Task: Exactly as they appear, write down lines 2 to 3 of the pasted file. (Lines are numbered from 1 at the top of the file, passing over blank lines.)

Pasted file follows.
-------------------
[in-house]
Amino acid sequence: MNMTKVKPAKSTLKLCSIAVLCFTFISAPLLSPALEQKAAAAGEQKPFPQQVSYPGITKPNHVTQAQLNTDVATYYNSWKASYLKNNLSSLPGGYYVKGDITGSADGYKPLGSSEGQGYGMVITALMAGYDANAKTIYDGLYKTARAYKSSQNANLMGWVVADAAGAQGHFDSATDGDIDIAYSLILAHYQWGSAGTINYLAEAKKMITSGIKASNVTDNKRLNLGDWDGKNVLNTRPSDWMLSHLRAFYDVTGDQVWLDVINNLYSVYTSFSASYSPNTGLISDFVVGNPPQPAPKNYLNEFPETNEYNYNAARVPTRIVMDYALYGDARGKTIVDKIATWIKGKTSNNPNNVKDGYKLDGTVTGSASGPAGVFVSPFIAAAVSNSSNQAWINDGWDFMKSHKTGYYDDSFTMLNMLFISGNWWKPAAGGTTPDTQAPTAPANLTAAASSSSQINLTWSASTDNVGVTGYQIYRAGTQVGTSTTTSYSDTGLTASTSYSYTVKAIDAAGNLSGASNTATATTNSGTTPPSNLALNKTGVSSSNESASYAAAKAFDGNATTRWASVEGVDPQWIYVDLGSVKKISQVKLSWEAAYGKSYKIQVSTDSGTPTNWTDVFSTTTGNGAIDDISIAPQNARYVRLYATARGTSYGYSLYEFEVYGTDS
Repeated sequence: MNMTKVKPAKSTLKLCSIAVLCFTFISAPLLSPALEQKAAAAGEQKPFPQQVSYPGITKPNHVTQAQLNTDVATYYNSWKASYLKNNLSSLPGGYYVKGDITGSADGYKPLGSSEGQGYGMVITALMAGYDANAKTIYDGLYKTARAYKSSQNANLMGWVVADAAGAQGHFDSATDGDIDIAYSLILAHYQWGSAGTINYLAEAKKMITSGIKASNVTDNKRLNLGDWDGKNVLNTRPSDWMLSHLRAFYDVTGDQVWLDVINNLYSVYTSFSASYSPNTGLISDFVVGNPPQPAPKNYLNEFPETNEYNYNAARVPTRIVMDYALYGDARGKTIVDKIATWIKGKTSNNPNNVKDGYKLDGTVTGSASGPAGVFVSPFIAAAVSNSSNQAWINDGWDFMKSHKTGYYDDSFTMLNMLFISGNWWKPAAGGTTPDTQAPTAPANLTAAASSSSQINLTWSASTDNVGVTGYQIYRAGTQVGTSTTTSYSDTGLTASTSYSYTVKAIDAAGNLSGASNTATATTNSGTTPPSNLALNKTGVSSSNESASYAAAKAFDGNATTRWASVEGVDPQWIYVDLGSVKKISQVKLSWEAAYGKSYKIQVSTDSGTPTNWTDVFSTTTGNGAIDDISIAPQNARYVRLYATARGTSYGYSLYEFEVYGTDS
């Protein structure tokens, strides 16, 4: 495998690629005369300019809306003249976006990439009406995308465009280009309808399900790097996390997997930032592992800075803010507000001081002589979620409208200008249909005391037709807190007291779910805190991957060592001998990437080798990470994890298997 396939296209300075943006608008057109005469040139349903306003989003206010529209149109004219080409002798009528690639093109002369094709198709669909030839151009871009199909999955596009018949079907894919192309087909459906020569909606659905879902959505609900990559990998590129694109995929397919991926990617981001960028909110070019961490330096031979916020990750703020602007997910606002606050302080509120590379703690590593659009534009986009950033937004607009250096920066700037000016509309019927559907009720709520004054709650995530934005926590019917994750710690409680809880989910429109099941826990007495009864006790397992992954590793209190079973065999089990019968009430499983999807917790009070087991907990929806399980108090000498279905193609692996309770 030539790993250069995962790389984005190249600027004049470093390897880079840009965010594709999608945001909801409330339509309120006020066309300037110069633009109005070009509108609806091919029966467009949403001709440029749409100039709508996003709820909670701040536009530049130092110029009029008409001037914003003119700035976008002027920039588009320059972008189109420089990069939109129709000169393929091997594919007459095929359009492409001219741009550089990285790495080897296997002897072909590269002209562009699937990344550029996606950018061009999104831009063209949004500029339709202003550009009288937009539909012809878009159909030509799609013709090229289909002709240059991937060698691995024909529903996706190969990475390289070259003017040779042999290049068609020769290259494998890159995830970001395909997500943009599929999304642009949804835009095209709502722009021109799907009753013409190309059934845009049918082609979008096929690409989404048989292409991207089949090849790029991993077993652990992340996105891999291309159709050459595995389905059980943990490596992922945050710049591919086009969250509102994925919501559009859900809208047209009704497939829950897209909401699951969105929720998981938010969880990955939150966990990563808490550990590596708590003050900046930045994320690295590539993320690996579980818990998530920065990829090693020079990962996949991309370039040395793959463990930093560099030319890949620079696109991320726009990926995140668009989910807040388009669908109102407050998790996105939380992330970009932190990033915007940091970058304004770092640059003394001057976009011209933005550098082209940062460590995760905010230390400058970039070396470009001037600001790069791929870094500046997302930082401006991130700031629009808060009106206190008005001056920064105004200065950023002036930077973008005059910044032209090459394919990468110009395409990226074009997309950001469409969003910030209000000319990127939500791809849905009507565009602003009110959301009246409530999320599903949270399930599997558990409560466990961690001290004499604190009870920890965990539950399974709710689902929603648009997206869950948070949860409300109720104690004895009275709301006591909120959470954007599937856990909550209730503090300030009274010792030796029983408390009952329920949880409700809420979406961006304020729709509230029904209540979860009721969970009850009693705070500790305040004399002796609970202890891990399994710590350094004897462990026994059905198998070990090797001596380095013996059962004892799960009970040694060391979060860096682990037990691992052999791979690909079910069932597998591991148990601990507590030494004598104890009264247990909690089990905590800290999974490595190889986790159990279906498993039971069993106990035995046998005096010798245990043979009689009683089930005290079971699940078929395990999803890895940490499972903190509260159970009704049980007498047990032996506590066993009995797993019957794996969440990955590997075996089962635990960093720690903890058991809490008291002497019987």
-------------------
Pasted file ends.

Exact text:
Amino acid sequence: MNMTKVKPAKSTLKLCSIAVLCFTFISAPLLSPALEQKAAAAGEQKPFPQQVSYPGITKPNHVTQAQLNTDVATYYNSWKASYLKNNLSSLPGGYYVKGDITGSADGYKPLGSSEGQGYGMVITALMAGYDANAKTIYDGLYKTARAYKSSQNANLMGWVVADAAGAQGHFDSATDGDIDIAYSLILAHYQWGSAGTINYLAEAKKMITSGIKASNVTDNKRLNLGDWDGKNVLNTRPSDWMLSHLRAFYDVTGDQVWLDVINNLYSVYTSFSASYSPNTGLISDFVVGNPPQPAPKNYLNEFPETNEYNYNAARVPTRIVMDYALYGDARGKTIVDKIATWIKGKTSNNPNNVKDGYKLDGTVTGSASGPAGVFVSPFIAAAVSNSSNQAWINDGWDFMKSHKTGYYDDSFTMLNMLFISGNWWKPAAGGTTPDTQAPTAPANLTAAASSSSQINLTWSASTDNVGVTGYQIYRAGTQVGTSTTTSYSDTGLTASTSYSYTVKAIDAAGNLSGASNTATATTNSGTTPPSNLALNKTGVSSSNESASYAAAKAFDGNATTRWASVEGVDPQWIYVDLGSVKKISQVKLSWEAAYGKSYKIQVSTDSGTPTNWTDVFSTTTGNGAIDDISIAPQNARYVRLYATARGTSYGYSLYEFEVYGTDS
Repeated sequence: MNMTKVKPAKSTLKLCSIAVLCFTFISAPLLSPALEQKAAAAGEQKPFPQQVSYPGITKPNHVTQAQLNTDVATYYNSWKASYLKNNLSSLPGGYYVKGDITGSADGYKPLGSSEGQGYGMVITALMAGYDANAKTIYDGLYKTARAYKSSQNANLMGWVVADAAGAQGHFDSATDGDIDIAYSLILAHYQWGSAGTINYLAEAKKMITSGIKASNVTDNKRLNLGDWDGKNVLNTRPSDWMLSHLRAFYDVTGDQVWLDVINNLYSVYTSFSASYSPNTGLISDFVVGNPPQPAPKNYLNEFPETNEYNYNAARVPTRIVMDYALYGDARGKTIVDKIATWIKGKTSNNPNNVKDGYKLDGTVTGSASGPAGVFVSPFIAAAVSNSSNQAWINDGWDFMKSHKTGYYDDSFTMLNMLFISGNWWKPAAGGTTPDTQAPTAPANLTAAASSSSQINLTWSASTDNVGVTGYQIYRAGTQVGTSTTTSYSDTGLTASTSYSYTVKAIDAAGNLSGASNTATATTNSGTTPPSNLALNKTGVSSSNESASYAAAKAFDGNATTRWASVEGVDPQWIYVDLGSVKKISQVKLSWEAAYGKSYKIQVSTDSGTPTNWTDVFSTTTGNGAIDDISIAPQNARYVRLYATARGTSYGYSLYEFEVYGTDS